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Bombardier focused on U.S. high speed rail project but sees promise in U.K.

Associated Press

MONTREAL - The British government unveiled an ambitious plan Monday to develop high-speed rail lines linking London to cities in northern England, but railcar manufacturer Bombardier is first focused on a large opportunity in the United States.

Amtrak, in conjunction with the California High-Speed Rail Authority, recently issued a request for information due Feb. 7 for next generation high-speed rail cars to operate on Amtrak’s Northeast Corridor and on California’s developing rail corridor.

Amtrak hopes to buy up to 12 new train sets to supplement its Bombardier-built Acela line, and then replace the 20 current train sets in early 2020. California is initially looking to order 27 train sets able to travel up to 367 km/h.

"We are very much interested in this procurement and pleased to see Amtrak and California come together on it," said Bombardier Transportation spokeswoman Maryanne Roberts.

Working together creates efficiencies and large procurement projects like this are good for the industry because it stimulates investment in American facilities, she added in an email.

At this point, interested railcar builders need to express their interest and summarize their experience in building trains that can travel over 250 km/h and which have been in commercial operation for at least two years.

A request for proposals could be issued by September, with an order placed in 2014. Details about when a contract will be awarded and delivery schedules isn't yet known.

While the U.K. decision to begin the second phase of its high-speed rail network is positive, work will initially be focused on selecting preferred routes.

""The project in the U.K. could be an opportunity for us but it is so far away that we don't know yet what technology will be required and how many train sets will be purchase," she noted.

Still, Bombardier (TSX:BBD.B) is expected to be among the global bidders that will likely include Alstom and Siemens, along with Chinese and Japanese manufacturers.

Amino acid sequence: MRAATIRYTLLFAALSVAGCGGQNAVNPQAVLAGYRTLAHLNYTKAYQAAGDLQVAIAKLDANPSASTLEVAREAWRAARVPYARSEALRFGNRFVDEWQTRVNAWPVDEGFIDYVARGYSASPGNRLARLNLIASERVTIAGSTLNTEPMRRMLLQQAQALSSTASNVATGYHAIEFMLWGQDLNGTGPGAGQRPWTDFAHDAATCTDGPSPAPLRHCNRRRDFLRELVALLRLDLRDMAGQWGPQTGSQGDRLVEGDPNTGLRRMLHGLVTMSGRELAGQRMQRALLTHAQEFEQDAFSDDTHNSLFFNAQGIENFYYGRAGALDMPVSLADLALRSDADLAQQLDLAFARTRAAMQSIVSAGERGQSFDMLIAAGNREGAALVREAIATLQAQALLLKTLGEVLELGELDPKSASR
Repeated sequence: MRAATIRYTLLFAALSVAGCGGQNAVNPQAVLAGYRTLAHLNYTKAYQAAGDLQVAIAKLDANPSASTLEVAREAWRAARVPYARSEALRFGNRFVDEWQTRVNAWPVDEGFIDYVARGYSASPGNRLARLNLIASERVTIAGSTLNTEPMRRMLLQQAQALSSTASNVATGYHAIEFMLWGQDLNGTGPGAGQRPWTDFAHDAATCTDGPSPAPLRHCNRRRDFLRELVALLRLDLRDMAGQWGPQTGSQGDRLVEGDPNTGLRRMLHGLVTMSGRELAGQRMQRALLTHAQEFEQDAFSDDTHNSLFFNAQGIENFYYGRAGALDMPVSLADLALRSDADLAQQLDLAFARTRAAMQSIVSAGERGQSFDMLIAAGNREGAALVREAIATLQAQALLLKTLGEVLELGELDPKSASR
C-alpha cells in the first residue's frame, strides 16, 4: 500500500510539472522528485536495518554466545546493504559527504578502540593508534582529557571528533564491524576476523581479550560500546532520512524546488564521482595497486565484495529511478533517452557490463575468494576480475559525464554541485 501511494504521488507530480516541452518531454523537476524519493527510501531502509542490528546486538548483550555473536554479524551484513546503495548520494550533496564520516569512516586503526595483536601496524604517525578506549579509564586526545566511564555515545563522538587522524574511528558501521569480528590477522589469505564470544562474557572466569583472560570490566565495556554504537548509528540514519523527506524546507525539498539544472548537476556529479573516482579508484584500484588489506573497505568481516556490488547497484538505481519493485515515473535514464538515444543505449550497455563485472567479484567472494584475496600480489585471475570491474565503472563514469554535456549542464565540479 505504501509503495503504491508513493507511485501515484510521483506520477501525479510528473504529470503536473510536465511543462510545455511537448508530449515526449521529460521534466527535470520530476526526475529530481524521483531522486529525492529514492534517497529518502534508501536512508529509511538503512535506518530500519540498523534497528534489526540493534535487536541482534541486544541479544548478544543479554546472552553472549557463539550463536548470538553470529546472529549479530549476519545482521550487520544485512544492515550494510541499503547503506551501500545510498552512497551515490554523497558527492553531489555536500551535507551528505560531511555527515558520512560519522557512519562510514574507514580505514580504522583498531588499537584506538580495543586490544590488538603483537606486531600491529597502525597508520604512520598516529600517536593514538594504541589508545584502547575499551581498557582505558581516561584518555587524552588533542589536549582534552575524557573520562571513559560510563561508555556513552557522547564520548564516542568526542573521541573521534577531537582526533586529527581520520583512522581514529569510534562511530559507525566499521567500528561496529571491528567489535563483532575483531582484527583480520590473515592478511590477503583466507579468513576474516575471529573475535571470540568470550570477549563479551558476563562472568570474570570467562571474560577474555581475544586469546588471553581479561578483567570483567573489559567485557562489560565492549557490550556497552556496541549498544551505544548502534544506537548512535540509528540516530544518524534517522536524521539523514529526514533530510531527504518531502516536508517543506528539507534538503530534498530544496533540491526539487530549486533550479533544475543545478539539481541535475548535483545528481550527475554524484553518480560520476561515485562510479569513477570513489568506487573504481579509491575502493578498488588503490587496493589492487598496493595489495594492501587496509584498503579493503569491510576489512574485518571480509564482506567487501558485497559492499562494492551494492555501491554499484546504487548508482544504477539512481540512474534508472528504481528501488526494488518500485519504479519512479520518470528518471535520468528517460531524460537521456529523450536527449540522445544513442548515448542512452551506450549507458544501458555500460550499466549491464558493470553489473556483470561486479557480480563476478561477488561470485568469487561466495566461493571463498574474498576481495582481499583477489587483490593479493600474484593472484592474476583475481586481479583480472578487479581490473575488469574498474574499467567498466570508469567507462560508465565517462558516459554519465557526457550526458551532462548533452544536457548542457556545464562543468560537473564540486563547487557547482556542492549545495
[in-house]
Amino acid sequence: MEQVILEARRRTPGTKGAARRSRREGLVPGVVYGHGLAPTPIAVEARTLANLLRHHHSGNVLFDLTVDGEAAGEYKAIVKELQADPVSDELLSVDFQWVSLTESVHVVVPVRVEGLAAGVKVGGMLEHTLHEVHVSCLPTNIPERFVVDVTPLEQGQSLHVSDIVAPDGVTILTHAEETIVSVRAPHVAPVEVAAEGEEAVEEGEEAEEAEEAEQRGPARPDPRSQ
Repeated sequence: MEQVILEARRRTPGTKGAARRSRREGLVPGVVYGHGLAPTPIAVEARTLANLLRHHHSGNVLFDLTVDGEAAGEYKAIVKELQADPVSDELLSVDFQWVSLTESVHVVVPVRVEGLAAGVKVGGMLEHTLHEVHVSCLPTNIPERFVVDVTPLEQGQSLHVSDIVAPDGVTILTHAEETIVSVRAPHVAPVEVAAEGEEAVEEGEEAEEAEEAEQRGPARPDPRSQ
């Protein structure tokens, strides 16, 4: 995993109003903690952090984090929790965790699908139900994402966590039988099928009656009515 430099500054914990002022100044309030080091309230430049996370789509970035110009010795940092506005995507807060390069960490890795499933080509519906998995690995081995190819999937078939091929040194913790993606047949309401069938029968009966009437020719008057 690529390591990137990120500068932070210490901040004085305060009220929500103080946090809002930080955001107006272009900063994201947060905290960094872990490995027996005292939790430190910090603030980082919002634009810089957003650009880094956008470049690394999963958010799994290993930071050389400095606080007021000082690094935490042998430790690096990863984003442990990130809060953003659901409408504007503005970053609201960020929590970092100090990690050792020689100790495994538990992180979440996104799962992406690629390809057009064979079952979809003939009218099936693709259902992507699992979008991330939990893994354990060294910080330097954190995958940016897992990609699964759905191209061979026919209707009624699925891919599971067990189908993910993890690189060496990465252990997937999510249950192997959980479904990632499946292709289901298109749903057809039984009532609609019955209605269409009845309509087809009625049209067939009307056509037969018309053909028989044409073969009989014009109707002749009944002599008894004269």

David Tyerman of Canaccord Genuity said it's too early to say which company has the edge.

"I think a lot of people would have thought before that Bombardier would have had an advantage over everybody else because they have that really large operation in Derby but that didn't stop Siemens from winning ThamesLink," he said in an interview.

Ultimately, he said the winning bid will come down to value, especially since the railway will likely involve some sort of private-sector involvement.

"Obviously, I imagine it would be a good contract just given the distance involved, there would be a lot of train sets involved so I'm sure that they will bid aggressively and there's got to be some assistance to have a large local operation."

Tyerman said he's a bit surprised that the cash-strapped British government would proceed with such a large project, one which still faces big hurdles to overcome.

"It appears that many government are using infrastructure spending as a way to try and jolt their economies in a positive direction so that might play a role in all of this."

In addition to financial concerns, local residents are worried that the selected routes will become a blight on the picturesque countryside.

The British trains would travel up to 360 km/h, reducing the travel time between London to Manchester nearly in half to one hour and eight minutes. Phase one would reduce travel between London and Birmingham to 49 minutes, from the current one hour and 24 minutes.

The first section of the line is due to be completed by 2026 and the second by 2032.

Officials say the 32.7 billion-pound ($51 billion) project will create at least 100,000 jobs and cut journey times almost in half, covering the 200 miles (320 kilometres) between London and Manchester in an hour and eight minutes.

Treasury chief George Osborne said the railway would be "the engine for growth in the north and the Midlands of this country" — and worth it, despite the opposition.

"If our predecessors hadn't decided to build the railways in the Victorian times or the motorways in the middle part of the 20th century, then we wouldn't have those things today," Osborne told the BBC.

"So you've got to commit to these projects, even though they take many years and, yes, they are expensive, but they are also an investment in the economy that will then create the money to enable us to afford our NHS (health service) and our education system and so on," he said.

High Speed 1, which linked London south to the tunnel under the English Channel, was completed in 2007.

Tyerman said high-speed trains are very "glamorous" but the economics of the networks are not usually very good and often fail to get off the ground as planned because of the difficulty in obtaining funding.

— With files from The Associated Press

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